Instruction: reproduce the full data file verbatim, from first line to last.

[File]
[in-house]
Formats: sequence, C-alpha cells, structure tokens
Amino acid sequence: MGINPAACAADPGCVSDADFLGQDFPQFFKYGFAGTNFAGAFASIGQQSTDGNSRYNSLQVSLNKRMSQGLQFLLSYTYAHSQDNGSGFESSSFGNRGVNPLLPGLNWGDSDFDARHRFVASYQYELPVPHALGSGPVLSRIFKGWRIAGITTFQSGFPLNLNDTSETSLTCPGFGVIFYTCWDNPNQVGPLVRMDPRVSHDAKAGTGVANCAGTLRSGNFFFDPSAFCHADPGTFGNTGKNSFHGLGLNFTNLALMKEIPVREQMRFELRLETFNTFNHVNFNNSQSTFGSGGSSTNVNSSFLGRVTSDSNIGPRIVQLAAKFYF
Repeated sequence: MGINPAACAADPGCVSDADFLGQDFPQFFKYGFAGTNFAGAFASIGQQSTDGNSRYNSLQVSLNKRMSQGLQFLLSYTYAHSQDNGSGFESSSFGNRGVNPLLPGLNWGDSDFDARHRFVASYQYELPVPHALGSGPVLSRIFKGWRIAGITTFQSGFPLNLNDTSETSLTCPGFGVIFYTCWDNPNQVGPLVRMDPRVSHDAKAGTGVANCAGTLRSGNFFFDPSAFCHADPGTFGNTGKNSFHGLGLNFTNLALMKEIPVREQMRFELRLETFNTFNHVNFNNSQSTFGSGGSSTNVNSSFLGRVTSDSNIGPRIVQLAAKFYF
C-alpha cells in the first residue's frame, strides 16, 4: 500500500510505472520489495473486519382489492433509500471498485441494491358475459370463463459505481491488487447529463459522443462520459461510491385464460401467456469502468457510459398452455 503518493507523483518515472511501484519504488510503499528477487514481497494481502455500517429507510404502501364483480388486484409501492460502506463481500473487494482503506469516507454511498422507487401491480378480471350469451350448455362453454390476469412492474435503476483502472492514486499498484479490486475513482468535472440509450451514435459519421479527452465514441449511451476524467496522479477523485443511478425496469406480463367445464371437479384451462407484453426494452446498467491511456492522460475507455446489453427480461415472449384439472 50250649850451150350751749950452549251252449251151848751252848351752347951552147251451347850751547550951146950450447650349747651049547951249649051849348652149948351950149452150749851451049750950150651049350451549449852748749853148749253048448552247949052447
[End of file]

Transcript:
[in-house]
Formats: sequence, C-alpha cells, structure tokens
Amino acid sequence: MGINPAACAADPGCVSDADFLGQDFPQFFKYGFAGTNFAGAFASIGQQSTDGNSRYNSLQVSLNKRMSQGLQFLLSYTYAHSQDNGSGFESSSFGNRGVNPLLPGLNWGDSDFDARHRFVASYQYELPVPHALGSGPVLSRIFKGWRIAGITTFQSGFPLNLNDTSETSLTCPGFGVIFYTCWDNPNQVGPLVRMDPRVSHDAKAGTGVANCAGTLRSGNFFFDPSAFCHADPGTFGNTGKNSFHGLGLNFTNLALMKEIPVREQMRFELRLETFNTFNHVNFNNSQSTFGSGGSSTNVNSSFLGRVTSDSNIGPRIVQLAAKFYF
Repeated sequence: MGINPAACAADPGCVSDADFLGQDFPQFFKYGFAGTNFAGAFASIGQQSTDGNSRYNSLQVSLNKRMSQGLQFLLSYTYAHSQDNGSGFESSSFGNRGVNPLLPGLNWGDSDFDARHRFVASYQYELPVPHALGSGPVLSRIFKGWRIAGITTFQSGFPLNLNDTSETSLTCPGFGVIFYTCWDNPNQVGPLVRMDPRVSHDAKAGTGVANCAGTLRSGNFFFDPSAFCHADPGTFGNTGKNSFHGLGLNFTNLALMKEIPVREQMRFELRLETFNTFNHVNFNNSQSTFGSGGSSTNVNSSFLGRVTSDSNIGPRIVQLAAKFYF
C-alpha cells in the first residue's frame, strides 16, 4: 500500500510505472520489495473486519382489492433509500471498485441494491358475459370463463459505481491488487447529463459522443462520459461510491385464460401467456469502468457510459398452455 503518493507523483518515472511501484519504488510503499528477487514481497494481502455500517429507510404502501364483480388486484409501492460502506463481500473487494482503506469516507454511498422507487401491480378480471350469451350448455362453454390476469412492474435503476483502472492514486499498484479490486475513482468535472440509450451514435459519421479527452465514441449511451476524467496522479477523485443511478425496469406480463367445464371437479384451462407484453426494452446498467491511456492522460475507455446489453427480461415472449384439472 50250649850451150350751749950452549251252449251151848751252848351752347951552147251451347850751547550951146950450447650349747651049547951249649051849348652149948351950149452150749851451049750950150651049350451549449852748749853148749253048448552247949052447